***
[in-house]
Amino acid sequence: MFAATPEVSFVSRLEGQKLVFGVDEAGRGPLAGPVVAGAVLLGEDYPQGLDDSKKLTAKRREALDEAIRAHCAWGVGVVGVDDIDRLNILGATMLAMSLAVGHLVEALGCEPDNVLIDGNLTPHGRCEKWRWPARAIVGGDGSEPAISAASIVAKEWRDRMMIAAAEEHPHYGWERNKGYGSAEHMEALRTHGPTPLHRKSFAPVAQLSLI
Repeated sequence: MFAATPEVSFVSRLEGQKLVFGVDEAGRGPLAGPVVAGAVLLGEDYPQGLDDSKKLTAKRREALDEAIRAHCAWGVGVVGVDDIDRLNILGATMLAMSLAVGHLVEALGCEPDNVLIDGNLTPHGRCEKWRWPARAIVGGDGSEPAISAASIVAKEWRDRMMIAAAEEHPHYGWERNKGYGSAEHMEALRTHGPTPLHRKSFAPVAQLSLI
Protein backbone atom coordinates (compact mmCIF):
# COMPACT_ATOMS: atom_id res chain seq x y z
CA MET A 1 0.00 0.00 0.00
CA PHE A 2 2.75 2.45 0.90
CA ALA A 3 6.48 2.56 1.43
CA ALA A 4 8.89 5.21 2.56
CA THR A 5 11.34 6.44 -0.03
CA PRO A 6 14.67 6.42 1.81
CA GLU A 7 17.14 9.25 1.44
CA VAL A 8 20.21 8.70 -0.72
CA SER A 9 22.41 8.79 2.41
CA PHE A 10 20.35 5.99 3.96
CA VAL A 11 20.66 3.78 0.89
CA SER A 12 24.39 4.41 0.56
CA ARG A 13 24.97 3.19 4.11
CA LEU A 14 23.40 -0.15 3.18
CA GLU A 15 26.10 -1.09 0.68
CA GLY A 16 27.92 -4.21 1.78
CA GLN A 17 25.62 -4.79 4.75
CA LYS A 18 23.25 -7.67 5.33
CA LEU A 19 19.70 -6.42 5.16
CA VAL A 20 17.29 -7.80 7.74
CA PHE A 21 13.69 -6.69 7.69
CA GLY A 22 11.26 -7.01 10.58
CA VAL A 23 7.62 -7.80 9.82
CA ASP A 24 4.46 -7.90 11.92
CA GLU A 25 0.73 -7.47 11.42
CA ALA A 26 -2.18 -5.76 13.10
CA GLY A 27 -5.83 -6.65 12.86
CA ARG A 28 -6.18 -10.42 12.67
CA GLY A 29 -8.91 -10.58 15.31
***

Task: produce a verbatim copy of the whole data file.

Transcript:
[in-house]
Amino acid sequence: MFAATPEVSFVSRLEGQKLVFGVDEAGRGPLAGPVVAGAVLLGEDYPQGLDDSKKLTAKRREALDEAIRAHCAWGVGVVGVDDIDRLNILGATMLAMSLAVGHLVEALGCEPDNVLIDGNLTPHGRCEKWRWPARAIVGGDGSEPAISAASIVAKEWRDRMMIAAAEEHPHYGWERNKGYGSAEHMEALRTHGPTPLHRKSFAPVAQLSLI
Repeated sequence: MFAATPEVSFVSRLEGQKLVFGVDEAGRGPLAGPVVAGAVLLGEDYPQGLDDSKKLTAKRREALDEAIRAHCAWGVGVVGVDDIDRLNILGATMLAMSLAVGHLVEALGCEPDNVLIDGNLTPHGRCEKWRWPARAIVGGDGSEPAISAASIVAKEWRDRMMIAAAEEHPHYGWERNKGYGSAEHMEALRTHGPTPLHRKSFAPVAQLSLI
Protein backbone atom coordinates (compact mmCIF):
# COMPACT_ATOMS: atom_id res chain seq x y z
CA MET A 1 0.00 0.00 0.00
CA PHE A 2 2.75 2.45 0.90
CA ALA A 3 6.48 2.56 1.43
CA ALA A 4 8.89 5.21 2.56
CA THR A 5 11.34 6.44 -0.03
CA PRO A 6 14.67 6.42 1.81
CA GLU A 7 17.14 9.25 1.44
CA VAL A 8 20.21 8.70 -0.72
CA SER A 9 22.41 8.79 2.41
CA PHE A 10 20.35 5.99 3.96
CA VAL A 11 20.66 3.78 0.89
CA SER A 12 24.39 4.41 0.56
CA ARG A 13 24.97 3.19 4.11
CA LEU A 14 23.40 -0.15 3.18
CA GLU A 15 26.10 -1.09 0.68
CA GLY A 16 27.92 -4.21 1.78
CA GLN A 17 25.62 -4.79 4.75
CA LYS A 18 23.25 -7.67 5.33
CA LEU A 19 19.70 -6.42 5.16
CA VAL A 20 17.29 -7.80 7.74
CA PHE A 21 13.69 -6.69 7.69
CA GLY A 22 11.26 -7.01 10.58
CA VAL A 23 7.62 -7.80 9.82
CA ASP A 24 4.46 -7.90 11.92
CA GLU A 25 0.73 -7.47 11.42
CA ALA A 26 -2.18 -5.76 13.10
CA GLY A 27 -5.83 -6.65 12.86
CA ARG A 28 -6.18 -10.42 12.67
CA GLY A 29 -8.91 -10.58 15.31